Spider venom strikes a blow against childhood epilepsy

August 6, 2018, University of Queensland
Credit: CC0 Public Domain

A devastating form of childhood epilepsy that is resistant to traditional drugs may have met its match in spider venom.

Researchers from The University of Queensland and the Florey Institute of Neuroscience and Mental Health discovered that a peptide in can restore the neural deficiencies that trigger seizures associated with Dravet syndrome.

UQ Institute for Molecular Bioscience (IMB) Professor Glenn King said the study in mice could be an important step towards better therapeutic strategies for the rare and life-threatening type of developed by children in their first year of life.

"About 80 per cent of Dravet syndrome cases are caused by a mutation in a gene called SCN1A," Professor King said.

"When this gene doesn't work as it should, sodium channels in the brain which regulate brain activity do not function correctly.

"In our studies, the peptide from spider was able to target the specific channels affected by Dravet, restoring the function of the brain neurons and eliminating seizures."

Professor King said the discovery, made in collaboration with The Florey's Professor Steven Petrou, was the latest to demonstrate the unique effectiveness of spider venom in treating nervous system disorders.

"Spiders kill their prey through venom compounds that target the nervous system, unlike snakes for example, whose venom targets the cardiovascular system," he said.

"Millions of years of evolution have refined spider venom to specifically target certain ion channels, without causing side effects on others, and drugs derived from venoms retain this accuracy."

"This latest finding may help develop precision medicines for treatment of Dravet syndrome epilepsy, which has been difficult to treat effectively with existing seizure medication."

The research, published in the Proceedings of the National Academy of Sciences of the United States of America, was supported by organisations including Citizens United for Research in Epilepsy, the Australian Research Council and the National Health and Medical Research Council.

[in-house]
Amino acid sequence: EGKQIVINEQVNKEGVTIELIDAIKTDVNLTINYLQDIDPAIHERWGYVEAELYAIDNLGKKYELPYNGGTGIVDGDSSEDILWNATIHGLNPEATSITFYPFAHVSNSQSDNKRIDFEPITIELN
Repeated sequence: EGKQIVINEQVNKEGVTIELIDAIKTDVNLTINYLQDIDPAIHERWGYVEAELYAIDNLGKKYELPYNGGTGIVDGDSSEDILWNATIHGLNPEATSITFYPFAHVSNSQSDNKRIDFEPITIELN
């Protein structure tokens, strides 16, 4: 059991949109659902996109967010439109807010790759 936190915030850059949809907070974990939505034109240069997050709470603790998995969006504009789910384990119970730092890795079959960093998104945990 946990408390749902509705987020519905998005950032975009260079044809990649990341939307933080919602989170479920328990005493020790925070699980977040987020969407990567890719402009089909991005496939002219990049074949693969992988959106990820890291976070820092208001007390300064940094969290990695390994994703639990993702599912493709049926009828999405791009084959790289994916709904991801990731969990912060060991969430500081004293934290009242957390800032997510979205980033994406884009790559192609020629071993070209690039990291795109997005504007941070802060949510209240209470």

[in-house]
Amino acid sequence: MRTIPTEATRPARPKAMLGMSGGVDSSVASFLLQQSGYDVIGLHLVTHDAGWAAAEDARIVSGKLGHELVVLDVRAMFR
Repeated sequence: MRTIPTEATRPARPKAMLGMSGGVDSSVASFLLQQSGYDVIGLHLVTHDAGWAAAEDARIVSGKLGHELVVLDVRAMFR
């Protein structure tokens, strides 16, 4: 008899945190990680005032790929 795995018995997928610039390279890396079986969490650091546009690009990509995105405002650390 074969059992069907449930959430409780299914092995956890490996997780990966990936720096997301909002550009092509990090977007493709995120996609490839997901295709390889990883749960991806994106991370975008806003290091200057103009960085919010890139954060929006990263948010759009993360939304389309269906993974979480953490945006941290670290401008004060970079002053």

Research in Professor King's lab at UQ is focused on development of venom-derived pharmaceuticals to treat epilepsy, chronic pain and stroke.

His lab maintains the most extensive collection of venoms in the world, which includes venoms from more than 600 species of venomous spiders, scorpions, centipedes and assassin bugs.

Explore further: Spiders put the bite on irritable bowel syndrome pain

More information: Kay L. Richards et al. Selective NaV1.1 activation rescues Dravet syndrome mice from seizures and premature death, Proceedings of the National Academy of Sciences (2018). DOI: 10.1073/pnas.1804764115

Related Stories

Spiders put the bite on irritable bowel syndrome pain

June 6, 2016
Spiders have helped researchers from Australia and the US discover a new target for irritable bowel syndrome pain.

Recommended for you

New findings cast light on lymphatic system, key player in human health

October 16, 2018
Scientists at the Oklahoma Medical Research Foundation have broken new ground in understanding how the lymphatic system works, potentially opening the door for future therapies.

Age-related increase in estrogen may cause common men's hernia

October 16, 2018
An age-related increase in estrogen may be the culprit behind inguinal hernias, a condition common among elderly men that often requires corrective surgery, according to a Northwestern Medicine study was published Oct. 15 ...

New model suggests cuffless, non-invasive blood pressure monitoring possible using pulse waves

October 16, 2018
A large team of researchers from several institutions in China and the U.S. has developed a model that suggests it should be possible to create a cuffless, non-invasive blood pressure monitor based on measuring pulse waves. ...

Discovery of inner ear function may improve diagnosis of hearing impairment

October 15, 2018
Results from a research study published in Nature Communications show how the inner ear processes speech, something that has until now been unknown. The authors of the report include researchers from Linköping University, ...

Team's study reveals hidden lives of medical biomarkers

October 12, 2018
What do medical biomarkers do on evenings and weekends, when they might be considered off the clock?

Widespread errors in 'proofreading' cause inherited blindness

October 12, 2018
Mistakes in "proofreading" the genetic code of retinal cells is the cause of a form of inherited blindness, retinitis pigmentosa (RP) caused by mutations in splicing factors.

3 comments

Adjust slider to filter visible comments by rank

Display comments: newest first

elevyn_11_
1 / 5 (1) Aug 06, 2018
As a child, I let about 28 types of spiders bite me and it cured my autism.
Osiris1
not rated yet Aug 06, 2018
So which spider. Here in southern Cal, we have LOTS of Latrodectus Hesperus (desert widows) that LOVE to BITE, so are they the ONE??
lostbrane
not rated yet Aug 11, 2018
So which spider. Here in southern Cal, we have LOTS of Latrodectus Hesperus (desert widows) that LOVE to BITE, so are they the ONE??


The peptide in question comes from Heteroscodra maculata (Togo Starburst Baboon), native to West Africa. There are, however, keepers that have them around the world, including the US.

Please sign in to add a comment. Registration is free, and takes less than a minute. Read more

Click here to reset your password.
Sign in to get notified via email when new comments are made.